US provider NextWave Telecom Inc. has signed an agreement with Lucent Technologies Inc. to build the first phase of a third-generation (3G) digital wireless network, using the spectrum it regained after a court battle with the U.S. Federal Communications Commission.
Under the US$100 million all-cash deal, Murray Hill, N.J.-based Lucent will begin construction of a wireless voice and data network in Detroit and Madison, Wis., based on Code Division Multiple Access technology. Lucent will also deploy the initial phase of a data-only network in NextWave's remaining 93 markets, NextWave said in a statement yesterday. Work is expected to be completed over the next 10 months.
"NextWave's vision and mission is to fundamentally alter how people use wireless," said Allen Salmasi, NextWave's CEO and chairman in the statement. "It's not just about voice anymore. It's about extending the desktop Internet experience to a broad range of wireless devices. We call it mobile DSL, and we are striving to be the first to market with this innovative broadband wireless service."
The deal signals NextWave's plans to use the spectrum licenses it is due to get back from the FCC sometime this year. The company had originally won the licenses in a 1995 auction with a bid of $4.7 billion. But the FCC reclaimed the licenses after NextWave filed for Chapter 11 bankruptcy protection and failed to meets its payment schedule.
The company fought back in court, but the FCC moved ahead with another auction in January, and the much-desired cellular telephone frequencies were sold to several wireless network providers, including Verizon Wireless Inc. in Bedminster, N.Y., Alaska Native Wireless LLC of Fairbanks, Alaska, and Salmon PCS in Bethesda, Md., for a total of nearly $16.9 billion.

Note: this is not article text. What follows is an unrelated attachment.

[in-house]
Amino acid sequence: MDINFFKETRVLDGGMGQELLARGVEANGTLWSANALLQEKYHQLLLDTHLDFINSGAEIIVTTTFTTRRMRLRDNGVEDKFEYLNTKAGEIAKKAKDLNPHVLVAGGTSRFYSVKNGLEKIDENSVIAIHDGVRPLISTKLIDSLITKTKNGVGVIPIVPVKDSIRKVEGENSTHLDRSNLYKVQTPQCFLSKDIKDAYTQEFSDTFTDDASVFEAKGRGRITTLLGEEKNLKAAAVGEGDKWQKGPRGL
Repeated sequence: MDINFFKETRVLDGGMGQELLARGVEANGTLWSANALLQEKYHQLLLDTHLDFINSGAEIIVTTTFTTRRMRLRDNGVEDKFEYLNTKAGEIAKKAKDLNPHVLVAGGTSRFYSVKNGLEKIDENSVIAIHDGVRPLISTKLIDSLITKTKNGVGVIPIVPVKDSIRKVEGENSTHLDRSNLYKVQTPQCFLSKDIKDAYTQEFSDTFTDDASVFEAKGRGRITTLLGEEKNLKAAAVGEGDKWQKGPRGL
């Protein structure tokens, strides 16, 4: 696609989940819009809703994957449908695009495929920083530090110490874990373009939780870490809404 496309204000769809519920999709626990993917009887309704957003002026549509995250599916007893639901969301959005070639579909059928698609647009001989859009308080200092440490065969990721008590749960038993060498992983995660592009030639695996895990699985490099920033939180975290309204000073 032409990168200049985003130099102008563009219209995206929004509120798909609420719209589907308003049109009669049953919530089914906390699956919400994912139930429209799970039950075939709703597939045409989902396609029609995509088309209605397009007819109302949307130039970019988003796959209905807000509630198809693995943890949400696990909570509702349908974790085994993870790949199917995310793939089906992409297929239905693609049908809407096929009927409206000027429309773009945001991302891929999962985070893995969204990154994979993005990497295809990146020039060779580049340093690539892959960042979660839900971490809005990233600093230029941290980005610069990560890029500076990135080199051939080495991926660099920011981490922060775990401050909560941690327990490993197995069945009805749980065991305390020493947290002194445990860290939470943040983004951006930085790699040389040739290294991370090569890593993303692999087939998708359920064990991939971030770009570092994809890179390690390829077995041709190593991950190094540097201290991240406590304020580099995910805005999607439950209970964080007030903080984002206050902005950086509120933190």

That second auction was thrown into doubt last month when the U.S Court of Appeals for the District of Columbia ruled that the FCC violated bankruptcy laws by repossessing the spectrum licenses.
Meanwhile, NextWave spokesman Michael Wack responded to reports that the company has been in talks to reach a settlement with Verizon Wireless.
"NextWave has always been upfront about its intention to build out a PCS [Personal Communication Service] network, so I'm mystified by reports that we are pursuing a settlement that causes our PCS licenses to be transferred to others," he said. "We'd love to have Verizon as a customer of our network services and hope we can get them interested in our business plan."
NextWave said it is engaged in reorganizing its business in a Chapter 11 proceeding pending before a U.S. Bankruptcy Court in the Southern District of New York. On June 13, the court authorized additional debtor-in-possession financing that was sufficient for the company to fund its agreement with Lucent, the company said.
"We have ample funds on hand to finance this initial construction effort," said Frank Cassou, NextWave's executive vice president and general counsel, in the statement. "We expect to file a plan of reorganization shortly, and we anticipate emerging from bankruptcy soon thereafter. Financing for our full-scale network buildout will be provided for in our reorganization plan."